3. ^ "Pinus flexilis". Tropicos. Missouri Botanical Garden.
  4. ^ "Old Tree". Oregon Field Guide. 2010. Retrieved 2010-02-21.
  5. ^ Richard, Terry (September 24, 2012). "Ancient limber pine, likely Oregon's oldest living tree, draws twin brothers to Wallowas quest (photo essay, video)". The Oregonian. Retrieved 2015-02-18.
  6. ^ "Stay Flexible, Grow Old". BYU Magazine. Spring 2007. Retrieved 2015-02-18.
  7. ^ a b c d e f g h i j k l Arno, Stephen F.; Hammerly, Ramona P. (2020) [1977]. Northwest Trees: Identifying & Understanding the Region's Native Trees (field guide ed.). Seattle: Mountaineers Books. pp. 26, 43–49. ISBN 978-1-68051-329-5. OCLC 1141235469.
  8. ^ a b Moore, Gerry; Kershner, Bruce; Tufts, Craig; Mathews, Daniel; et al. (2008). National Wildlife Federation Field Guide to Trees of North America. New York: Sterling. p. 81. ISBN 978-1-4027-3875-3.
  9. ^ Letts, M.G.; Nakonechny, K.N.; Van Gaalen, K.E.; Smith, C.M. (2009). "Physiological acclimation of Pinus flexilis to drought stress on contrasting slope aspects in Waterton Lakes National Park, Alberta, Canada" (PDF). Canadian Journal of Forest Research. 39 (3): 629–641. doi:10.1139/X08-206. Archived from the original (PDF) on 2011-07-16.
  10. ^ "Pinus subgenus Strobus". Michael P. Frank's Cone Collection. Arboretum de Villardebelle.
  11. ^ Roady, Laura. "Whitebark Pine". Montana Outdoors. Montana Fish, Wildlife & Parks. Retrieved 15 March 2015.
  12. ^ a b Steele, Robert (1990). "Pinus flexilis". In Burns, Russell M.; Honkala, Barbara H. (eds.). Conifers. Silvics of North America. Vol. 1. Washington, D.C.: United States Forest Service (USFS), United States Department of Agriculture (USDA) – via Southern Research Station.
  13. ^ a b Siepielski, A. M.; Benkman, C. W. (June 2007). "Selection by a predispersal seed predator constrains the evolution of avian seed dispersal in pines". Functional Ecology. 21 (3): 611–618. Bibcode:2007FuEco..21..611S. doi:10.1111/j.1365-2435.2007.01261.x. ISSN 0269-8463.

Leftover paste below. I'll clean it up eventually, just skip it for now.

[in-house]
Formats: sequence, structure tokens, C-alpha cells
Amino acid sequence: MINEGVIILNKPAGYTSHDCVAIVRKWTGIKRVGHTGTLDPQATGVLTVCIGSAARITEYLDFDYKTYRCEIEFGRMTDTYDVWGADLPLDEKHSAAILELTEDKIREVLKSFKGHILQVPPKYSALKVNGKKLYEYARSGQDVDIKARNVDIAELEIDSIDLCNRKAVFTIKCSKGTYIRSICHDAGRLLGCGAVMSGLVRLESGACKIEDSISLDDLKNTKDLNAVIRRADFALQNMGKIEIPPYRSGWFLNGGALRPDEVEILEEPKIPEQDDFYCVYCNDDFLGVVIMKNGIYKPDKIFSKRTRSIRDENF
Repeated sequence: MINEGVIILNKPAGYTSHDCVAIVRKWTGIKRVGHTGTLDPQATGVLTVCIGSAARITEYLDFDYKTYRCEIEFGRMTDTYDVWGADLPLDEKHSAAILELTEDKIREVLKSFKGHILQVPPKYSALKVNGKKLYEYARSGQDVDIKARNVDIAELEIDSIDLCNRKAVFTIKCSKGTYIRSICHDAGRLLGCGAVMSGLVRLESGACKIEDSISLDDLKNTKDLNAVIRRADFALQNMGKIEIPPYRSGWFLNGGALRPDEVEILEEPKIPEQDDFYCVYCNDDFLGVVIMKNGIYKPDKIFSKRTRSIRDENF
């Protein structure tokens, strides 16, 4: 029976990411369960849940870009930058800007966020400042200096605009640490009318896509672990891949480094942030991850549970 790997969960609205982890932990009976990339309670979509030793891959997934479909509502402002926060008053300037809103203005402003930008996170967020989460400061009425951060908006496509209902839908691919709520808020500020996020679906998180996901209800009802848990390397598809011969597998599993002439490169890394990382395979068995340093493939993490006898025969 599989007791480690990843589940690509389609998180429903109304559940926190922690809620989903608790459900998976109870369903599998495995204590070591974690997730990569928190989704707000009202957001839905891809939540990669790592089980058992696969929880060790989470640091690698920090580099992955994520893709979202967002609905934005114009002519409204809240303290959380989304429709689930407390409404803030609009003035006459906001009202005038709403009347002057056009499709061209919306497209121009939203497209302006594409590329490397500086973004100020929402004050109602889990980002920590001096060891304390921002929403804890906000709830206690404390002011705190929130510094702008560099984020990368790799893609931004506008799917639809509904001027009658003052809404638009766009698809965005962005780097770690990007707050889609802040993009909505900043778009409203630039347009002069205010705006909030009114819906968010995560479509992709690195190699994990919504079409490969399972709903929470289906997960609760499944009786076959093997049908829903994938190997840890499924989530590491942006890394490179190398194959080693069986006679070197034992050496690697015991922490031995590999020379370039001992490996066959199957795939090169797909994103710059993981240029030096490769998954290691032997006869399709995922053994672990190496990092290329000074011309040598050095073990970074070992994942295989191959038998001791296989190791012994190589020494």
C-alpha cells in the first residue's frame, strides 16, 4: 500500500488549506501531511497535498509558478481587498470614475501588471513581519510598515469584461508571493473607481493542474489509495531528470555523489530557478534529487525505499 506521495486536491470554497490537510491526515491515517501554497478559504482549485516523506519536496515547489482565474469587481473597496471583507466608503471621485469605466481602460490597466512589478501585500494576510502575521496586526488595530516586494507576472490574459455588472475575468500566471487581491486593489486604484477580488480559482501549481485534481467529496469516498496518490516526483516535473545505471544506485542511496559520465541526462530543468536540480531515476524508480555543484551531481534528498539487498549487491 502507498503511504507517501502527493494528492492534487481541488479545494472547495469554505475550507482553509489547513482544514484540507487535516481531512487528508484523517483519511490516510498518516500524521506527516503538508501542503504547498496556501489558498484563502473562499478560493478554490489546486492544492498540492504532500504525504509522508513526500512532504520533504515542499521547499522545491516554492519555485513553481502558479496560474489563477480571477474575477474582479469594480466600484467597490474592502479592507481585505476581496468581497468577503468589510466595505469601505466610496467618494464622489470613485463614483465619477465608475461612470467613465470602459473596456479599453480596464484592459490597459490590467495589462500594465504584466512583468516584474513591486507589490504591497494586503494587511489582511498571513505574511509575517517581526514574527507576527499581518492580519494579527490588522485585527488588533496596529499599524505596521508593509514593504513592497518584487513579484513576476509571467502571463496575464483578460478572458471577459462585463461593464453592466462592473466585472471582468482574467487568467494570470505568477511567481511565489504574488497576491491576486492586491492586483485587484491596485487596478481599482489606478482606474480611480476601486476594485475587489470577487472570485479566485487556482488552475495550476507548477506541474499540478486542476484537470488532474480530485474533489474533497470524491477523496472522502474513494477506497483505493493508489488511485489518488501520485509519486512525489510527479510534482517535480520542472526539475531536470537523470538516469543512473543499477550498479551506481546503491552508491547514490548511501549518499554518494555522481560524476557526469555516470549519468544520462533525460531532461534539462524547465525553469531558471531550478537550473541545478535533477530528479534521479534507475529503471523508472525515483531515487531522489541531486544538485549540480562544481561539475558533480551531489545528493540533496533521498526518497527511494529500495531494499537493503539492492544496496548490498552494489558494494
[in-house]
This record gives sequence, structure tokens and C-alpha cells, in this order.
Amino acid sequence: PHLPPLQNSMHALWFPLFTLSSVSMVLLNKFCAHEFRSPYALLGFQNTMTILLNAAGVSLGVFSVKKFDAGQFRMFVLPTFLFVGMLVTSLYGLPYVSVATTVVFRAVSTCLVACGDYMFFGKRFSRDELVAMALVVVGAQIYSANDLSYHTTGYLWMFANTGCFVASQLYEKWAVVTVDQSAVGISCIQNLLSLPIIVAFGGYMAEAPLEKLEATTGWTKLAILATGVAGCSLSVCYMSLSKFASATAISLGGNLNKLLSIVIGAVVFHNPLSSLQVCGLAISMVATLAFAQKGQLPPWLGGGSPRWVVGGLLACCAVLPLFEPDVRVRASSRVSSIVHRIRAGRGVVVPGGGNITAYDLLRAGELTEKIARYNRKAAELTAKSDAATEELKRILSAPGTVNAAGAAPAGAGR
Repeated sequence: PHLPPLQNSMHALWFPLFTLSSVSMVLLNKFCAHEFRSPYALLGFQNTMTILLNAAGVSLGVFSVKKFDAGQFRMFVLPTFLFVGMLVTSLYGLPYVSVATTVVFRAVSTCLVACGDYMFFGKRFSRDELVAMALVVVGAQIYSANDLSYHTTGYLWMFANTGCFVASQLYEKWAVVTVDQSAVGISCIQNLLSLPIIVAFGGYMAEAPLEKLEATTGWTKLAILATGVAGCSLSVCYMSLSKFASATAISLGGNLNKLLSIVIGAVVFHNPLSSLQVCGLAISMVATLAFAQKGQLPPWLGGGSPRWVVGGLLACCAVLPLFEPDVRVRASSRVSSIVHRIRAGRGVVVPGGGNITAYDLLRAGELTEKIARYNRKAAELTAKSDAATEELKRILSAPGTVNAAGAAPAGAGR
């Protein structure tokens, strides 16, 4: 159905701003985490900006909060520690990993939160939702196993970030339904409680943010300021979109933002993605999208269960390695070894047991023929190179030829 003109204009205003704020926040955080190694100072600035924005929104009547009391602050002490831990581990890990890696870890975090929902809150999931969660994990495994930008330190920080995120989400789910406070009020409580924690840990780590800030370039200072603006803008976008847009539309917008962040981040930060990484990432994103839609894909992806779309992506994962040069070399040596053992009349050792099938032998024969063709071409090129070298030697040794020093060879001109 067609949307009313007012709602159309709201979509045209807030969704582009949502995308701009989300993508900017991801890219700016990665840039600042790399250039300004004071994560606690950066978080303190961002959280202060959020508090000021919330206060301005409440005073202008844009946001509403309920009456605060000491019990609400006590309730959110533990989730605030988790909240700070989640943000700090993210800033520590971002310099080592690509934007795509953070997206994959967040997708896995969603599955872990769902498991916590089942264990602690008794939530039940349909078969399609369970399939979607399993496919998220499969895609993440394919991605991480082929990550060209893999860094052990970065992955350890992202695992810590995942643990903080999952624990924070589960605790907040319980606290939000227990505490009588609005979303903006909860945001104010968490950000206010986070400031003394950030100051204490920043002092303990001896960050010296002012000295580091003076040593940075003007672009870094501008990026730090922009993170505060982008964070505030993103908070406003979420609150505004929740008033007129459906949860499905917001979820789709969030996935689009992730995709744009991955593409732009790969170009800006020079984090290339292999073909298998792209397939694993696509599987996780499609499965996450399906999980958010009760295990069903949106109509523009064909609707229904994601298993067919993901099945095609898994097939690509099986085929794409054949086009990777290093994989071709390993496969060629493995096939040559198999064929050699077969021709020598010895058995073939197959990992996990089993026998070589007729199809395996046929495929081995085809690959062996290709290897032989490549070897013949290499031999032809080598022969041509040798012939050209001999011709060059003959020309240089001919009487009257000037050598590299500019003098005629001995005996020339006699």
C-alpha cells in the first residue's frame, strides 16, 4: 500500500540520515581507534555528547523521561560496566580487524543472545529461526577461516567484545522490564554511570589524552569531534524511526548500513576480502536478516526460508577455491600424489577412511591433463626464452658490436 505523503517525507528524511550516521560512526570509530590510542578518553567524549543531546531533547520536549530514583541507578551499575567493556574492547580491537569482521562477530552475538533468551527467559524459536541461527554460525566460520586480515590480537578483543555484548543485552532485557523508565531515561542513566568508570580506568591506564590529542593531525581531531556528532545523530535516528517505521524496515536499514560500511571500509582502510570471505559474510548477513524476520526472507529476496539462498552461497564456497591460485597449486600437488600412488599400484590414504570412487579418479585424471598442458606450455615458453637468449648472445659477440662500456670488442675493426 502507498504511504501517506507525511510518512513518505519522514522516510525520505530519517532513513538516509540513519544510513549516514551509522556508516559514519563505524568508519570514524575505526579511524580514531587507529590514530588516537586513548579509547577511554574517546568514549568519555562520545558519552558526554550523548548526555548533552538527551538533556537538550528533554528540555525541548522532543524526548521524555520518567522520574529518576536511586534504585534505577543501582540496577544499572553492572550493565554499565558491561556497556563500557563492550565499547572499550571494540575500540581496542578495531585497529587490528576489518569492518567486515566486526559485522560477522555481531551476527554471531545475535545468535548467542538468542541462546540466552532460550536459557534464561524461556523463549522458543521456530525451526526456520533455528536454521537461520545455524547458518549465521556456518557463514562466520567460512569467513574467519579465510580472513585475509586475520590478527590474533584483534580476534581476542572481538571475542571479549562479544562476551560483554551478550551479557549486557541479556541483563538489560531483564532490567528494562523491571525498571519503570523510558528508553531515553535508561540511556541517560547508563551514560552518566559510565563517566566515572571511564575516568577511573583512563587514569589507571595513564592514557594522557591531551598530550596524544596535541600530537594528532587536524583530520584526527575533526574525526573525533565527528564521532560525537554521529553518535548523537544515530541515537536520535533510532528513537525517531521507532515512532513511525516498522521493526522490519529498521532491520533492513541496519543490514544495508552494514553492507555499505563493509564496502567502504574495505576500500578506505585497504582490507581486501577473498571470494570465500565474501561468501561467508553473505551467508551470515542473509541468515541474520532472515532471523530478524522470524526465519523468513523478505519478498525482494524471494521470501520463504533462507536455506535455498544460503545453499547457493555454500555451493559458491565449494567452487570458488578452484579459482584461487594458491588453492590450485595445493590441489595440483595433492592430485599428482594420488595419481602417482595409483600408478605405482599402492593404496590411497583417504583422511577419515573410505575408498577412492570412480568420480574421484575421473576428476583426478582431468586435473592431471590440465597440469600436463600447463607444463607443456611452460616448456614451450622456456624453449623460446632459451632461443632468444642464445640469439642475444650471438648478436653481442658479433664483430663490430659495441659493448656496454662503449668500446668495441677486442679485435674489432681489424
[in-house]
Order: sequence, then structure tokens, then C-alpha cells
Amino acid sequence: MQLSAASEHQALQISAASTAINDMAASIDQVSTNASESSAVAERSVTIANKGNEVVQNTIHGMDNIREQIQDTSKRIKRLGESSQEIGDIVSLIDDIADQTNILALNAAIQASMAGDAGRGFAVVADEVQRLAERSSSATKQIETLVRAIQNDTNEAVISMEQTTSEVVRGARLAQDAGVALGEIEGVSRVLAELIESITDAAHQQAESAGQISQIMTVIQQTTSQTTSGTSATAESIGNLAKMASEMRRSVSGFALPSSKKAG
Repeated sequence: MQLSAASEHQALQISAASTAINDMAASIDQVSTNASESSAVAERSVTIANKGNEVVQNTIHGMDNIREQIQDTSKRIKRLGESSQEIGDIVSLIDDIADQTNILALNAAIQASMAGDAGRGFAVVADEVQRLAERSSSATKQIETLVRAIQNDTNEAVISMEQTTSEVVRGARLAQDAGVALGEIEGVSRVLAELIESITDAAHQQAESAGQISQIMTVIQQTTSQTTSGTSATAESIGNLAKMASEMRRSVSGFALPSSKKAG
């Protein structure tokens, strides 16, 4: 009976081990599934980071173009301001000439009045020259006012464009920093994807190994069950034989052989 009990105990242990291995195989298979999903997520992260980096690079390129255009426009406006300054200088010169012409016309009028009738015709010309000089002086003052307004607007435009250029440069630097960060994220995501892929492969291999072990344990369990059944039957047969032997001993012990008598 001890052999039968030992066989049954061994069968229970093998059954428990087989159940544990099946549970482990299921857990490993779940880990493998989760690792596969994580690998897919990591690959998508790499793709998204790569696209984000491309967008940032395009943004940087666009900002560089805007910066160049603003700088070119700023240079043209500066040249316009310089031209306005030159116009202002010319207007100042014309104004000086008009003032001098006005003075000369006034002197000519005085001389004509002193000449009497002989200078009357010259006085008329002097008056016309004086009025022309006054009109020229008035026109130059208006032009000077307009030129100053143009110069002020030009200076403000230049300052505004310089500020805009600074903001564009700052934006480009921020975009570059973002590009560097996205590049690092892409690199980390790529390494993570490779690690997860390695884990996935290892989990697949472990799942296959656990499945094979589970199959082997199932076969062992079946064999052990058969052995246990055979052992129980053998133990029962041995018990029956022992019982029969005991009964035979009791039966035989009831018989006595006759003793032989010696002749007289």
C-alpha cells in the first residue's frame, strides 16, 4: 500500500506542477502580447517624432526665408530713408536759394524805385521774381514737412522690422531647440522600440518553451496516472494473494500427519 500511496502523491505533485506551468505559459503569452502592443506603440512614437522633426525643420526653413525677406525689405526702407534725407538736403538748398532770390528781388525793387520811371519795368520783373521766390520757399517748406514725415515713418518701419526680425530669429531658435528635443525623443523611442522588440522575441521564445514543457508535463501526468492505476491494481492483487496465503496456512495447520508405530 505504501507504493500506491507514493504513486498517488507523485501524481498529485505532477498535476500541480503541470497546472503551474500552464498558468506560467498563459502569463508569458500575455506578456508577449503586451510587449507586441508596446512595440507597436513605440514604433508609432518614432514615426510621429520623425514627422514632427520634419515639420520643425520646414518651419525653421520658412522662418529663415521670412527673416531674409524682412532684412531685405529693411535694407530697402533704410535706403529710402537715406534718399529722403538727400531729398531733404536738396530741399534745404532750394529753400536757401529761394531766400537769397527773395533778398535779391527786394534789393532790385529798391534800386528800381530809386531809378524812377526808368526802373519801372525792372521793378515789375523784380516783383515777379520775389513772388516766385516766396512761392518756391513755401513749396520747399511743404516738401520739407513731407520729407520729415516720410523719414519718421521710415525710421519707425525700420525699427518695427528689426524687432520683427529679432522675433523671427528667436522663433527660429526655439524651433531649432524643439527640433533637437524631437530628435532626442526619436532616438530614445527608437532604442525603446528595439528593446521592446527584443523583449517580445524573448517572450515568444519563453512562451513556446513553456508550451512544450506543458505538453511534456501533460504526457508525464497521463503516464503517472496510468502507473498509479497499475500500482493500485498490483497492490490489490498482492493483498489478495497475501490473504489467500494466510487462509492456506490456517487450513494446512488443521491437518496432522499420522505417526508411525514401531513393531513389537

14. ^ Siepielski, Adam M.; Benkman, Craig W. (May 2007). "Convergent Patterns in the Selection Mosaic for Two North American Bird-Dispersed Pines". Ecological Monographs. 77 (2): 203–220. Bibcode:2007EcoM...77..203S. doi:10.1890/06-0929. ISSN 0012-9615.
  15. ^ Siepielski, Adam M.; Benkman, Craig W. (October 2008). "Seed Predation and Selection Exerted by a Seed Predator Influence Subalpine Tree Densities". Ecology. 89 (10): 2960–2966. Bibcode:2008Ecol...89.2960S. doi:10.1890/08-0072.1. ISSN 0012-9658. PMID 18959333.
  16. ^ Tomback, Diana F.; Schoettle, Anna W.; Chevalier, Kristen E.; Jones, Cheri A. (2005-01-01). "Life on the edge for limber pine: Seed dispersal within a peripheral population". Écoscience. 12 (4): 519–529. Bibcode:2005Ecosc..12..519T. doi:10.2980/i1195-6860-12-4-519.1. ISSN 1195-6860. S2CID 86330607.
  17. ^ Moyes, Andrew B.; Kueppers, Lara M.; Pett-Ridge, Jennifer; Carper, Dana L.; Vandehey, Nick; O'Neil, James; Frank, A. Carolin (2016-04-01). "Evidence for foliar endophytic nitrogen fixation in a widely distributed subalpine conifer" (PDF). New Phytologist. 210 (2): 657–668. doi:10.1111/nph.13850. ISSN 1469-8137. PMID 27000956.
  18. ^ Rebertus, A. J.; Burns, B. R.; Veblen, T. T. (August 1991). "Stand dynamics of Pinus flexilis -dominated subalpine forests in the Colorado Front Range". Journal of Vegetation Science. 2 (4): 445–458. Bibcode:1991JVegS...2..445R. doi:10.2307/3236026. JSTOR 3236026.
  19. ^ Whitney, Stephen (1985). Western Forests (The Audubon Society Nature Guides). New York: Knopf. pp. 407–08. ISBN 0-394-73127-1.

Further reading